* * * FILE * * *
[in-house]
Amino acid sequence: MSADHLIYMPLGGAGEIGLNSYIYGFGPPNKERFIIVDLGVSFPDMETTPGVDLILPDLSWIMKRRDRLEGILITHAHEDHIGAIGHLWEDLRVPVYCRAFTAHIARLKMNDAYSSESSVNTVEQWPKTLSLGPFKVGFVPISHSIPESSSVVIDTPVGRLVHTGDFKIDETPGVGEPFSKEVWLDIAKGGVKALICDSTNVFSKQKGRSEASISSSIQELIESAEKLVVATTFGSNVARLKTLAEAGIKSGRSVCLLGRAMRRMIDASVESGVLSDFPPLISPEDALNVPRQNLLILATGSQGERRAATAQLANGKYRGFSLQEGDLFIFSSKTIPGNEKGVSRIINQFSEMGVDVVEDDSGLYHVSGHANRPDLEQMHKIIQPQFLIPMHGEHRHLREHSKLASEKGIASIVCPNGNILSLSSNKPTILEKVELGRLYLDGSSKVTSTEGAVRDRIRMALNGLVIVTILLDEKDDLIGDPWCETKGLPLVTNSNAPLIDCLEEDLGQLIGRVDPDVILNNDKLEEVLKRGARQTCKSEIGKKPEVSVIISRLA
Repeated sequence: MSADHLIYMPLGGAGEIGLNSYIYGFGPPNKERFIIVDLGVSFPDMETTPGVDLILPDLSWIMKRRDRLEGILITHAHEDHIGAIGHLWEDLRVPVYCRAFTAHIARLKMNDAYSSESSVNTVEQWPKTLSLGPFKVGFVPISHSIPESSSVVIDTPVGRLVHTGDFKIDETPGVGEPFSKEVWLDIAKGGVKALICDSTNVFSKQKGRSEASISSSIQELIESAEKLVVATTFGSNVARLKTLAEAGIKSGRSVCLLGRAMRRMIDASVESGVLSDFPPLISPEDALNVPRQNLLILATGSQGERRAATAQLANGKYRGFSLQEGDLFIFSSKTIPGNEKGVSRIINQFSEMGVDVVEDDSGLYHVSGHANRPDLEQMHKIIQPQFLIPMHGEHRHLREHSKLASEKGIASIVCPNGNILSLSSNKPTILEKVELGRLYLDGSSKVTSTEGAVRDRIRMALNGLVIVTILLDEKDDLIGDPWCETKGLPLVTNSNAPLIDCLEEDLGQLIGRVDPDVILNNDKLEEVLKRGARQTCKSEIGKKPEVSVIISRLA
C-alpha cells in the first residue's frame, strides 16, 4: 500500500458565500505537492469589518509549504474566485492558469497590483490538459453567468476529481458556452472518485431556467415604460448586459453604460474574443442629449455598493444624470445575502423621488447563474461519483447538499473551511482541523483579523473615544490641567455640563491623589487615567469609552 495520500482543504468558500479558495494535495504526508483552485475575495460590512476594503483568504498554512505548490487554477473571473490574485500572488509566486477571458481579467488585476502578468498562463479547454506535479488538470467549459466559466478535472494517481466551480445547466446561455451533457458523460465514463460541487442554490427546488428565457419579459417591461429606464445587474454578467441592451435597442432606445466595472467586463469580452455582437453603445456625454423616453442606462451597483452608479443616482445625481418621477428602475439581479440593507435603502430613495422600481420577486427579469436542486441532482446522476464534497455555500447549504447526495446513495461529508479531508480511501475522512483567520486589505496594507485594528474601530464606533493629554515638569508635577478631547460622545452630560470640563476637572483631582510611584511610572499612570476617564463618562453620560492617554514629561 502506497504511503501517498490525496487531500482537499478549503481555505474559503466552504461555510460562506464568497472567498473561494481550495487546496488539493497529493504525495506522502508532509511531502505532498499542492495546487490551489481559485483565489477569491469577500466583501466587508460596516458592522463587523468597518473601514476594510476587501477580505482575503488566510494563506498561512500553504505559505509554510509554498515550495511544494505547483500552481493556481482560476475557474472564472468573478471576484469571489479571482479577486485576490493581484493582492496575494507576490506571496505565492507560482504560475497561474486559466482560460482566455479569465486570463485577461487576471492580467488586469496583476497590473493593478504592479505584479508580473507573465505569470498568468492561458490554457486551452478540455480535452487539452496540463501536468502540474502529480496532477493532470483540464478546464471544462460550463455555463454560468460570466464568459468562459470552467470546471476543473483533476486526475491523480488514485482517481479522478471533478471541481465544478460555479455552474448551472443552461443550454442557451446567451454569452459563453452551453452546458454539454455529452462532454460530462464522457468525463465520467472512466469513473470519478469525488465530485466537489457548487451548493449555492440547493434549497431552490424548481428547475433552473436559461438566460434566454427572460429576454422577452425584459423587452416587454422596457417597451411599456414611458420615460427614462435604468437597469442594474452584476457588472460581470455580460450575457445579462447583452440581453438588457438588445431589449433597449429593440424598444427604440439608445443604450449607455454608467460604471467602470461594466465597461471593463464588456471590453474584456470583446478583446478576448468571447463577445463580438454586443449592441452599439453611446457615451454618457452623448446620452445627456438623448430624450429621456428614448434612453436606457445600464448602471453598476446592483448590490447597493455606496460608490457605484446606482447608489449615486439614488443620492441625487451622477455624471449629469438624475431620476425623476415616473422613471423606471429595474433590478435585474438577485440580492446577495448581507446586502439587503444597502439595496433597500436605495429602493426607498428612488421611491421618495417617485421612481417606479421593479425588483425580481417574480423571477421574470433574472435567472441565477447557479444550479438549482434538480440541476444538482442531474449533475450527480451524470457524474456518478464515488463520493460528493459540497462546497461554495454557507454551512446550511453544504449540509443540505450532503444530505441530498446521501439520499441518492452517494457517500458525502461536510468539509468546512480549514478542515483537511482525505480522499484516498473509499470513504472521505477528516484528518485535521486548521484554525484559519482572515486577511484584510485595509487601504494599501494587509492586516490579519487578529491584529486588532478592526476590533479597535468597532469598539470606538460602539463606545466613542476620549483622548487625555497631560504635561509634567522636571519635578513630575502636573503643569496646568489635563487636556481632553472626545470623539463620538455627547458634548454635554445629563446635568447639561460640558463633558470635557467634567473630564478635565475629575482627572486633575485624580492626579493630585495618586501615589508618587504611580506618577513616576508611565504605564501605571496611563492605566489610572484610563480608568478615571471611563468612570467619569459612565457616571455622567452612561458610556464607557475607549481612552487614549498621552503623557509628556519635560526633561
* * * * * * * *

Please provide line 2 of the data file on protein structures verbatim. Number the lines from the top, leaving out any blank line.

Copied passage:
Amino acid sequence: MSADHLIYMPLGGAGEIGLNSYIYGFGPPNKERFIIVDLGVSFPDMETTPGVDLILPDLSWIMKRRDRLEGILITHAHEDHIGAIGHLWEDLRVPVYCRAFTAHIARLKMNDAYSSESSVNTVEQWPKTLSLGPFKVGFVPISHSIPESSSVVIDTPVGRLVHTGDFKIDETPGVGEPFSKEVWLDIAKGGVKALICDSTNVFSKQKGRSEASISSSIQELIESAEKLVVATTFGSNVARLKTLAEAGIKSGRSVCLLGRAMRRMIDASVESGVLSDFPPLISPEDALNVPRQNLLILATGSQGERRAATAQLANGKYRGFSLQEGDLFIFSSKTIPGNEKGVSRIINQFSEMGVDVVEDDSGLYHVSGHANRPDLEQMHKIIQPQFLIPMHGEHRHLREHSKLASEKGIASIVCPNGNILSLSSNKPTILEKVELGRLYLDGSSKVTSTEGAVRDRIRMALNGLVIVTILLDEKDDLIGDPWCETKGLPLVTNSNAPLIDCLEEDLGQLIGRVDPDVILNNDKLEEVLKRGARQTCKSEIGKKPEVSVIISRLA